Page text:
Ellensbrook to Prevelly
Cape to Cape Track
The Hike - Part Two of my Moses Rock to Prevelly section after I decided to extend this day and beat the weather that was due to hit that night. Relaxing by the brook was fun and it would have been nice to spend the afternoon at Ellensbrook but I had places to be. I'm not going to lie, the allure of a comfy bed and hot meal at Prevelly had me excited but the thought of doing this 10km section plus another 18km into Contos in strong winds and rain was the biggest factor at play. With my bag all packed away, shoes on and a can-do attitude in place, I headed off to re-join the Cape to Cape as it headed south out of the campsite. While the walk into camp had been a delight with the mixed Peppermint/Marri/Jarrah forest, just south of camp sees the introduction of the first Karri forest of the Cape to Cape. Not quite the giants you get further inland or on the south coast, it was nice to see these smooth barked beauties after days of coastal walking.
Isolated to an area lining Ellen Brook, they only exist in small numbers but it was nice to walk alongside them for even the briefest of moments. Leaving Ellensbrook behind, you start climbing up a vehicle track that is surrounded by Marri/Jarrah forest on both sides and contained an excellent array of wildflowers and orchids. Ever aware of my pace, it was hard not to stop and take photos of every new variety of wildflower with a great deal of different colours and shapes. Hovea, Pink Fairy Orchids, Pink Myrtle, Cottonheads, Milkmaids, Blue Squills, Sweet Scented Hakea and an Acacia variety were just the tip of the iceberg. Prevalent all throughout this next section were Cowslip Orchids and I had to stop myself from photographing them after a while, even when I found a big clumping or a really good example. Having broken up this day into essentially three distinct parts with long breaks in between them, it felt much easier than if I was just bashing out 30km in a day with maybe a short lunch break (as I was doing on my last stretch of the Bibbulmun into Albany). The climb up the hill was enjoyable and as it flattened out, it also started winding a bit more through the dense undergrowth.
The trees weren't as tall up on the exposed ridge but there was plenty of shade in the tunnels of Acacia that did a great job of hiding the wildflowers and orchids just off the trail. While the use of vehicle tracks usually means less than ideal walking conditions, the wildflowers and bright Acacias more than livened up the situation. I imagine this wouldn't be ideal out of peak season but I think the Cape to Cape has enough range with the time of year that different plants flower that it would only be an issue in summer and early autumn. After navigating a long but ultimately necessary section of vehicle track heading south, you reach a well marked intersection where you are pointed onto a single track and the fun coastal walking begins. Now out in the open hills that flow down towards the ocean, it doesn't take long for the views to open up and you are reunited with the sight of the Indian Ocean. The warmth of the afternoon sun was very enjoyable, more so knowing it wasn't peak UV time and before long I was in a good rhythm as the track snaked its way along the contours.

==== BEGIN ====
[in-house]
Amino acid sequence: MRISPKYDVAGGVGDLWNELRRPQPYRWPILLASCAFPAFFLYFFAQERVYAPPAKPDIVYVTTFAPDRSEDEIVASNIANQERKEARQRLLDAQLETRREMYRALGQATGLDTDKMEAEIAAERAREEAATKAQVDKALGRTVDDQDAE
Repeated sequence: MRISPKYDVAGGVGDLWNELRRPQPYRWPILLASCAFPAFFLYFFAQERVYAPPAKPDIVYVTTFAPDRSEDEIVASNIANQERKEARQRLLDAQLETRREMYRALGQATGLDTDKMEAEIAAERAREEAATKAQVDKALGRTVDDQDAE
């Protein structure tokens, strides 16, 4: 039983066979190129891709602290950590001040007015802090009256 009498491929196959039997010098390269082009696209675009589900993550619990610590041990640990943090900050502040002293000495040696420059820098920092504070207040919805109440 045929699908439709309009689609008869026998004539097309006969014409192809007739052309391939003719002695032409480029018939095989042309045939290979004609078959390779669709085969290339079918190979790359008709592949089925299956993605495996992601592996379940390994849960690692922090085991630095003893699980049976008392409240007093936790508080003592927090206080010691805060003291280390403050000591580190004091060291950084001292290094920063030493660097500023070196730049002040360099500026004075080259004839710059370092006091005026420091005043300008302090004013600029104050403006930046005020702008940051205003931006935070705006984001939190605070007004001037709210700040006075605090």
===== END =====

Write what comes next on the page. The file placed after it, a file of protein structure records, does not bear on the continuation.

High above I noticed a bird of prey circling the hills and took some time to observe it. While it was too way away to get a super clear picture, even with my zoom lens at max, it was fun just watching it scour the landscape for potential prey. Another winged presence in the sky was the passing of a light aircraft not too far away. Planes have become something of a novelty in these COVID times so I had a bit of a reflection on that while it slowly passed overhead. Sneaking closer and closer to the coast, the views opened up to reveal some pretty magic scenes. With a light breeze, the afternoon sun, some engaging single track and a pretty good playlist pumping, this was a section where I could pick up the pace while stopping every now and then to admire the beauty. The clouds off the coast were looking very friendly and I was confident that I'd arrive in Prevelly still dry. Once again, the areas was showing signs of a previous bushfire with the white skeletons of larger trees that are no longer alive. While devastating for the tree, the area has recovered well and hopefully another will rise and take it's place in the distant future.
They do provide something interesting to photograph and I love when a sprawling example is perfectly silhouetted against the blue waters of the ocean. Another feature that peaked my interest through here was the sight of some limestone pinnacles rising from the scrub in the distance. Getting closer to them, the track smartly goes right by them so you can view them up close and they provide something of note to this winding section. Looking very similar to the ones found in Nambung National Park, it's a funny curiosity that they are the only examples around. While these structures were easy to find thanks to their size, something much smaller caught my eye not far along and in the shade of the coastal heath was a very late season fungi that was probably coming to the end of its lifecycle given it resembled a burst sausage. I love little trail surprises but kept moving, passing plenty of different types of wildflowers including Old Man's Beard, Native Roses, Buttercups and Cocky's Tongues as the track started to descend towards the beach.